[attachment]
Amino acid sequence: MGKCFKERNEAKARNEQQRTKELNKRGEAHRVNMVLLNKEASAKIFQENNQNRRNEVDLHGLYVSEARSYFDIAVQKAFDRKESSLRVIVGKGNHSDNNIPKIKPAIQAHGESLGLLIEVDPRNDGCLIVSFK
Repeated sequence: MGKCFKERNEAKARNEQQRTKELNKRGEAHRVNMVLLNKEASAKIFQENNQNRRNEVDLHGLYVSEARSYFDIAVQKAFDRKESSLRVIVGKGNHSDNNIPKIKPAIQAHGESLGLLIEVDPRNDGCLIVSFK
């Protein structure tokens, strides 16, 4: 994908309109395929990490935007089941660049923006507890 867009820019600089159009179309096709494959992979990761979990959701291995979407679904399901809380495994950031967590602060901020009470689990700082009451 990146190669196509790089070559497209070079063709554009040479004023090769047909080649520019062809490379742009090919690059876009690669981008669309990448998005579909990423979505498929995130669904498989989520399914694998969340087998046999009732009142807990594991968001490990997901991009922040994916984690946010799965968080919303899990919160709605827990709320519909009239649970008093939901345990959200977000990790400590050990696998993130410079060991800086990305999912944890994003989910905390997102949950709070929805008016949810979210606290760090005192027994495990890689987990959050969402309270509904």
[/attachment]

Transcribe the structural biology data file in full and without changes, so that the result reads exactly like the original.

Amino acid sequence: MGKCFKERNEAKARNEQQRTKELNKRGEAHRVNMVLLNKEASAKIFQENNQNRRNEVDLHGLYVSEARSYFDIAVQKAFDRKESSLRVIVGKGNHSDNNIPKIKPAIQAHGESLGLLIEVDPRNDGCLIVSFK
Repeated sequence: MGKCFKERNEAKARNEQQRTKELNKRGEAHRVNMVLLNKEASAKIFQENNQNRRNEVDLHGLYVSEARSYFDIAVQKAFDRKESSLRVIVGKGNHSDNNIPKIKPAIQAHGESLGLLIEVDPRNDGCLIVSFK
């Protein structure tokens, strides 16, 4: 994908309109395929990490935007089941660049923006507890 867009820019600089159009179309096709494959992979990761979990959701291995979407679904399901809380495994950031967590602060901020009470689990700082009451 990146190669196509790089070559497209070079063709554009040479004023090769047909080649520019062809490379742009090919690059876009690669981008669309990448998005579909990423979505498929995130669904498989989520399914694998969340087998046999009732009142807990594991968001490990997901991009922040994916984690946010799965968080919303899990919160709605827990709320519909009239649970008093939901345990959200977000990790400590050990696998993130410079060991800086990305999912944890994003989910905390997102949950709070929805008016949810979210606290760090005192027994495990890689987990959050969402309270509904």